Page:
15.3. Using Logs

15.3.1. Viewing Logs in the Console

To troubleshoot the subsystem, check the error or informational messages that the server has logged. Examining the log files can also monitor many aspects of the server's operation. Some log files can be viewed through the Console. However, the audit log is only accessible by users with the Auditor role, using a method detailed in Section 15.3.2, “Using Signed Audit Logs”.
To view the contents of an active or rotated system log file:
  1. Log into the Console.
  2. Select the Status tab.
  3. Under Logs, select the log to view.
  4. Set the viewing preferences in the Display Options section.
    • Entries — The maximum number of entries to be displayed. When this limit is reached, the Certificate System returns any entries that match the search request. Zero (0) means no messages are returned. If the field is blank, the server returns every matching entry, regardless of the number found.
    • Source — Select the Certificate System component or service for which log messages are to be displayed. Choosing All means messages logged by all components that log to this file are displayed.
    • Level — Select a message category that represents the log level for filtering messages.
    • Filename — Select the log file to view. Choose Current to view the currently active system log file.
  5. Click Refresh.
    The table displays the system log entries. The entries are in reverse chronological order, with the most current entry placed at the top. Use the scroll arrows on the right edge of the panel to scroll through the log entries.
    Each entry has the following information shown:
    • Source — The component or resource that logged the message.
    • Level — The severity of the corresponding entry.
    • Date — The date on which the entry was logged.
    • Time — The time at which the entry was logged.
    • Details — A brief description of the log.
  6. To view a full entry, double-click it, or select the entry, and click View.

15.3.2. Using Signed Audit Logs

This section explains how a user in the Auditor group displays and verifies signed audit logs.

15.3.2.1. Listing Audit Logs

As a user with auditor privileges, use the the pki subsystem-audit-file-find command to list existing audit log files on the server.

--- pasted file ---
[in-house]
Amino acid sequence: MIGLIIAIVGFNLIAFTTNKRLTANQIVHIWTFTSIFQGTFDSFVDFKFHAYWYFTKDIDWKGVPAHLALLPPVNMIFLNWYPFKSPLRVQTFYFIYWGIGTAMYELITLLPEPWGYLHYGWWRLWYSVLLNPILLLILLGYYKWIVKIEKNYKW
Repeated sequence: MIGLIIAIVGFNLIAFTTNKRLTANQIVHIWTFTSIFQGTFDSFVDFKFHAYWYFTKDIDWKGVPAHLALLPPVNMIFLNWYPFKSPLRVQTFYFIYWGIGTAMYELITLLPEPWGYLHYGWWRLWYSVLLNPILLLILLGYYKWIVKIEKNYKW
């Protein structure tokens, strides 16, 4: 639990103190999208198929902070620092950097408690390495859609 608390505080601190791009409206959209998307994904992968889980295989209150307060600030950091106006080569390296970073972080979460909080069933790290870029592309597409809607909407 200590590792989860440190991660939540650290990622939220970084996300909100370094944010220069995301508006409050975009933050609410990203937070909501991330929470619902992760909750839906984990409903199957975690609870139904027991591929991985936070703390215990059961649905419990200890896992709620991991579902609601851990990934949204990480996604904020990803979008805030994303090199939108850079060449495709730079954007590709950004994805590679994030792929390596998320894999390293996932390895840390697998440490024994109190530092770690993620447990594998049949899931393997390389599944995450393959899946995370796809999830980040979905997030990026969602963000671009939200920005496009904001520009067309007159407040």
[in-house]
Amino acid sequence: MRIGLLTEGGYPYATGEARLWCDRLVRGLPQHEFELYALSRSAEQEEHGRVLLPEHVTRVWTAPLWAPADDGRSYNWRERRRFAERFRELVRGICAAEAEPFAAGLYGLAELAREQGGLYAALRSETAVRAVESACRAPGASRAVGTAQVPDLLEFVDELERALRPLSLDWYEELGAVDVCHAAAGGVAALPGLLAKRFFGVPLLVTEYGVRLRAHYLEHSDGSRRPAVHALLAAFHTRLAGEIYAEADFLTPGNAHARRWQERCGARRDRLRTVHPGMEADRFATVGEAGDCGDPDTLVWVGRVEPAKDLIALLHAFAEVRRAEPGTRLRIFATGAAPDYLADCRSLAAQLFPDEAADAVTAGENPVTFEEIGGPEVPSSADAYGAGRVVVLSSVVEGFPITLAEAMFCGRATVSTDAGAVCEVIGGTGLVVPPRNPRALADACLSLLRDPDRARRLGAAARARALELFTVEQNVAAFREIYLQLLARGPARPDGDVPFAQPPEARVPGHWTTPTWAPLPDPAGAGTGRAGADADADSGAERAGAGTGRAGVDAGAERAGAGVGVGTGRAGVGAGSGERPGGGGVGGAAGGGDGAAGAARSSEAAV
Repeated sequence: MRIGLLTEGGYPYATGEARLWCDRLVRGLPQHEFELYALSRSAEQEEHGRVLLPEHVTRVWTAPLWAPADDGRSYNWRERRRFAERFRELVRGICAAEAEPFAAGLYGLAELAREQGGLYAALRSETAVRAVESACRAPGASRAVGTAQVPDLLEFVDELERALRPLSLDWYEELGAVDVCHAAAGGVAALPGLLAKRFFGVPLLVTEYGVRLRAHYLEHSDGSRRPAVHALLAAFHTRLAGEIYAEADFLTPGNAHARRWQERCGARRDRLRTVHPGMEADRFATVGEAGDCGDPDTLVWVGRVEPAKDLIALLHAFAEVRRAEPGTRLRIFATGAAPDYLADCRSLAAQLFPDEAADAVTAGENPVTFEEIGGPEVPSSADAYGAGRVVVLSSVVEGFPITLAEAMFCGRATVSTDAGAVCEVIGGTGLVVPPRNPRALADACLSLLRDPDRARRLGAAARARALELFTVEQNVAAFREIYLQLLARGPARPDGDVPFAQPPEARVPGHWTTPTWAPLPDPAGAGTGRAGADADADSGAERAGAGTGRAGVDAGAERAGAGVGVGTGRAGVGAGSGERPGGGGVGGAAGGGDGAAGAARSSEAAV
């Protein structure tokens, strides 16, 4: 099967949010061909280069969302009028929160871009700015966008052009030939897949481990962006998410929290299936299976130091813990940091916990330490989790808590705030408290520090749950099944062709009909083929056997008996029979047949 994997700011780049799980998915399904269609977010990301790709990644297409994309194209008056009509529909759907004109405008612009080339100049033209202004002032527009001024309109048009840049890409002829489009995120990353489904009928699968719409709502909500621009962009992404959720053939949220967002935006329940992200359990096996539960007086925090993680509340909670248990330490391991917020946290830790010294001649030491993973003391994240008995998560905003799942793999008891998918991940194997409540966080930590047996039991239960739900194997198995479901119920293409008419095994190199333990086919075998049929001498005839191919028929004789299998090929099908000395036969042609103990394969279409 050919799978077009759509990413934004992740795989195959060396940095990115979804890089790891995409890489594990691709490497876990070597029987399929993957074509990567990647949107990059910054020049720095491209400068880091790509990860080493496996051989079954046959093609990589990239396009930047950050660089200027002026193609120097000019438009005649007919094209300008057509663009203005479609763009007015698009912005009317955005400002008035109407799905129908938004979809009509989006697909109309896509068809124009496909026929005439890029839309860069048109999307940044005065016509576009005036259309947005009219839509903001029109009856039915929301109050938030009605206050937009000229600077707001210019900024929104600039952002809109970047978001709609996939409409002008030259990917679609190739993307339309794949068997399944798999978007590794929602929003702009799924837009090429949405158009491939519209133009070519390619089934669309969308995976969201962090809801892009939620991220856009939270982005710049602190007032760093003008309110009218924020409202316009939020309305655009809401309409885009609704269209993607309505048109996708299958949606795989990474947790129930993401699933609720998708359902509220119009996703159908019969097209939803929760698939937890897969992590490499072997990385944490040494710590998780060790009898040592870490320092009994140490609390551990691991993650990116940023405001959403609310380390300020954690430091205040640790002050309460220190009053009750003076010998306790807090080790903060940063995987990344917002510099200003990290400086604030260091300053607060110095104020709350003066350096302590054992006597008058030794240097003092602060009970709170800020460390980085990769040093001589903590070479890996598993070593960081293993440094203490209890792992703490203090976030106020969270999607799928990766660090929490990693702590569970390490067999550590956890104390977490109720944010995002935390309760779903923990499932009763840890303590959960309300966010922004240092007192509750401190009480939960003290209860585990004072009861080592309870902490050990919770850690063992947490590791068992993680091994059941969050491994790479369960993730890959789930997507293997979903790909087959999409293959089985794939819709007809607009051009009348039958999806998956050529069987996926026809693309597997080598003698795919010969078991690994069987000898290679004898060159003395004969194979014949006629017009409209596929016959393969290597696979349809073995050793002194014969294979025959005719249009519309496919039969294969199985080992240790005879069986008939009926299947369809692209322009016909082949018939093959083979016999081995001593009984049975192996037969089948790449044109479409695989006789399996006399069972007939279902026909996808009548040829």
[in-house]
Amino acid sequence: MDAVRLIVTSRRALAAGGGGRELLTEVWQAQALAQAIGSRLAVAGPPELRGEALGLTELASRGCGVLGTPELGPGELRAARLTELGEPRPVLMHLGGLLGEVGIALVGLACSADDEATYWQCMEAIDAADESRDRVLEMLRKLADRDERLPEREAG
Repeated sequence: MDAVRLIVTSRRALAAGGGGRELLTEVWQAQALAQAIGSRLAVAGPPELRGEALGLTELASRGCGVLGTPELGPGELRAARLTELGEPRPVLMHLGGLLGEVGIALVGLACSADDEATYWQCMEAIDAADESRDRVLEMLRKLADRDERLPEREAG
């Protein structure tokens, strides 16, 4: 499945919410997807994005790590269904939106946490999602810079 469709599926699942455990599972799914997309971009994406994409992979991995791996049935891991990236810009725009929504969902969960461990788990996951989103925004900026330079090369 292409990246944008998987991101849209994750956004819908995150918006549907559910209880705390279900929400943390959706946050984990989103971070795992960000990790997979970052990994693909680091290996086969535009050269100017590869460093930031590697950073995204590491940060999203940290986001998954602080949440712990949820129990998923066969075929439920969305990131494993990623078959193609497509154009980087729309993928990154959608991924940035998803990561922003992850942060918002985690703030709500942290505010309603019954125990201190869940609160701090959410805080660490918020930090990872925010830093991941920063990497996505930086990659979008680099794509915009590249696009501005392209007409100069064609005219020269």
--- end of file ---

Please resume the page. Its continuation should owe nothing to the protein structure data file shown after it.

For example, to list the audit log files on the CA hosted on server.example.com:
# pki -h server.example.com -p 8443 -n auditor ca-audit-file-find
-----------------
3 entries matched
-----------------
	File name: ca_audit.20170331225716
	Size: 2883

	File name: ca_audit.20170401001030
	Size: 189

	File name: ca_audit
	Size: 6705
----------------------------
Number of entries returned 3
----------------------------
The command uses the client certificate with the auditor nickname stored in the ~/.dogtag/nssdb/ directory for authenticating to the CA. For further details about the parameters used in the command and alternative authentication methods, see the pki(1) man page.

15.3.2.2. Downloading Audit Logs

As a user with auditor privileges, use the pki subsystem-audit-file-retrieve command to download a specific audit log from the server.
For example, to download an audit log file from the CA hosted on server.example.com:
  1. Optionally, list the available log files on the CA. See Section 15.3.2.1, “Listing Audit Logs”.
  2. Download the log file. For example, to download the ca_audit file:
    # pki -U https://server.example.com:8443 -n auditor ca-audit-file-retrieve ca_audit
    The command uses the client certificate with the auditor nickname stored in the ~/.dogtag/nssdb/ directory for authenticating to the CA. For further details about the parameters used in the command and alternative authentication methods, see the pki(1) man page.
After downloading a log file, you can search for specific log entries, for example, using the grep utility:
# grep "\[AuditEvent=ACCESS_SESSION_ESTABLISH\]" log_file

15.3.2.3. Verifying Signed Audit Logs

If audit log signing is enabled, users with auditor privileges can verify the logs:
  1. Initialize the NSS database and import the CA certificate. For details, see Section 2.5.1.1, “pki CLI Initialization” and the Importing a certificate into an NSS Database section in the Red Hat Certificate System 9 Planning, Installation, and Deployment Guide.